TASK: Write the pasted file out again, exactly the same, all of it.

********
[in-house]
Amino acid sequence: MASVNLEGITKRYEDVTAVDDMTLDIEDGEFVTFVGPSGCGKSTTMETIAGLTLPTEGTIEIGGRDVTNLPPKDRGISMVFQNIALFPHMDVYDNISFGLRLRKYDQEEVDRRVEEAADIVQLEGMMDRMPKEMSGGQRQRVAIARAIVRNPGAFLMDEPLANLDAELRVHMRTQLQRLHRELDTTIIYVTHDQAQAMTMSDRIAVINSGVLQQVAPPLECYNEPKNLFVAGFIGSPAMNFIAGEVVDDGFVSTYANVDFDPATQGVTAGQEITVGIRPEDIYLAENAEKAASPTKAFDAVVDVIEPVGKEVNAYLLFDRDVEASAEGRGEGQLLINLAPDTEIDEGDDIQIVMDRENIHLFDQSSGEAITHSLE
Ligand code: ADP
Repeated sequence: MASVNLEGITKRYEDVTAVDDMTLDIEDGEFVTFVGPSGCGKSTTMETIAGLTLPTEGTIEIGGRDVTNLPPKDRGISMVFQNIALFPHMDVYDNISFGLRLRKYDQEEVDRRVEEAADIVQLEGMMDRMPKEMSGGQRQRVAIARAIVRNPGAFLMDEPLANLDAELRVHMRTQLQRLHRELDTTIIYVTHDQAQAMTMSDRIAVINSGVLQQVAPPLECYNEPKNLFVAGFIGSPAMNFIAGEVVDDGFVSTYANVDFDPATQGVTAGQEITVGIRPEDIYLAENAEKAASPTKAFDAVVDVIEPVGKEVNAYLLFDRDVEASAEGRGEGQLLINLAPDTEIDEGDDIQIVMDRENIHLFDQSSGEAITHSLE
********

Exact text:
[in-house]
Amino acid sequence: MASVNLEGITKRYEDVTAVDDMTLDIEDGEFVTFVGPSGCGKSTTMETIAGLTLPTEGTIEIGGRDVTNLPPKDRGISMVFQNIALFPHMDVYDNISFGLRLRKYDQEEVDRRVEEAADIVQLEGMMDRMPKEMSGGQRQRVAIARAIVRNPGAFLMDEPLANLDAELRVHMRTQLQRLHRELDTTIIYVTHDQAQAMTMSDRIAVINSGVLQQVAPPLECYNEPKNLFVAGFIGSPAMNFIAGEVVDDGFVSTYANVDFDPATQGVTAGQEITVGIRPEDIYLAENAEKAASPTKAFDAVVDVIEPVGKEVNAYLLFDRDVEASAEGRGEGQLLINLAPDTEIDEGDDIQIVMDRENIHLFDQSSGEAITHSLE
Ligand code: ADP
Repeated sequence: MASVNLEGITKRYEDVTAVDDMTLDIEDGEFVTFVGPSGCGKSTTMETIAGLTLPTEGTIEIGGRDVTNLPPKDRGISMVFQNIALFPHMDVYDNISFGLRLRKYDQEEVDRRVEEAADIVQLEGMMDRMPKEMSGGQRQRVAIARAIVRNPGAFLMDEPLANLDAELRVHMRTQLQRLHRELDTTIIYVTHDQAQAMTMSDRIAVINSGVLQQVAPPLECYNEPKNLFVAGFIGSPAMNFIAGEVVDDGFVSTYANVDFDPATQGVTAGQEITVGIRPEDIYLAENAEKAASPTKAFDAVVDVIEPVGKEVNAYLLFDRDVEASAEGRGEGQLLINLAPDTEIDEGDDIQIVMDRENIHLFDQSSGEAITHSLE